I had some very clear ideas of how I was going to spend my 40th birthday. I felt that the number 40 had some weight to it, I really wanted to make something of the day. So I planned skating on sparkling ice on the lake with my husband in the early morning sunshine, drinking hot chocolate from a thermos, then cake with my co-workers in the afternoon, and dinner out with Australian Shiraz as a compulsory component. A new metropolitan-style restaurant downtown was my choice and I looked forward to a nice family meal. And work, of course, during the day, as it is my passion, so wouldn’t leave that out.
As it turned out, there were some problems executing the plan. The weather was a terrible grey with fog and rain in the morning. The ice – if any – would be wet and unsafe. Joel had been sick for days and the dinner reservation had to be cancelled. The cake at work found a happy, but decimated group of very sweet co-workers – the rest of them sick at home or away for work. Luckily, there was an urgent deadline job to do and a grant application to put in so the work bit went fine. No Shiraz on reserve at home, though.
I guess the point is that I didn’t mind. Not the least bit, in fact. I accepted the day to be as it was and not the way I had wanted it to be. Bicycling in the rain to get some dry crackers and apple juice for my sick son was maybe not what I had planned, but was perfectly content doing. A pity that he threw it all up a couple of hours later.
Acceptance is not the same as losing personal agency. In fact, it is only through agency we can gain control of our situations and act in responsible ways. A sense of personal agency is empowering, even in the most miserable situations. We don’t always have a free choice. But we can choose how to act in a given situation.
Acceptance and commitment therapy is a therapy form taking advantage of acceptance of all feelings and experiences as a basis for change. In stead of avoiding, repressing or rigidly reiterating hurtful or unwanted feelings and using them as an explanation for destructive behaviour, ACT advises Accepting your reactions and being present, Choosing a valued direction, and Taking action. It sounds pretty straightforward when you think about it.
To me this sounds much like the type of self-regulation we are trying to promote in children using the Triple P parenting program. Good parenting is all about teaching children to experience their feelings, impressions, and impulses, and yet not to be ruled by them, but be able to regulate the direction and actions they take. To wait for their turn, to continue trying to solve a maths problem even if it’s difficult, to control the impulse of hitting their mate in the face for calling them a loser at soccer.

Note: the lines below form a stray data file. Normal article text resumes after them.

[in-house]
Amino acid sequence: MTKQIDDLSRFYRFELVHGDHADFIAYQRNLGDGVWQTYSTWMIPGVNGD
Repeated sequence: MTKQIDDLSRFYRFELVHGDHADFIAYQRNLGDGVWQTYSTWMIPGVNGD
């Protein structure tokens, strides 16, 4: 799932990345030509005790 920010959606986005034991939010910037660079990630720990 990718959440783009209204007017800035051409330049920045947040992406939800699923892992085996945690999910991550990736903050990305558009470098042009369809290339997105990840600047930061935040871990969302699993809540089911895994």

Effective self-regulation is actually quite a big ask and there are a lot of adults out there who could do with more such skills. Sometimes, lack of self-regulation is overt, you can easily tell when someone seems out of control. However, sometimes it is subtle: have you ever had a co-worker whose problems somehow always turned out to be your problems? Well, that’s a sign of self-regulatory processes in need of a brush-up.
The good news? We can promote self-regulation in each other. If I have a problem and someone helps me find the answer based on my own resources rather than giving it to me, I improve my problem-solving ability and self-efficacy. I learn that many of the answers I might be looking for are well within my reach and will use that experience next time I encounter a difficulty. Thus, interaction with others becomes a way of gaining insights rather than projecting fears and feelings of inadequacy on those we meet.
So I Accepted that my birthday turned out differently than I had planned, Chose to direct my bike towards downtown and Took action: a new dress on sale crowned the day’s ACT. Self-regulated and done! And Joel is all better now.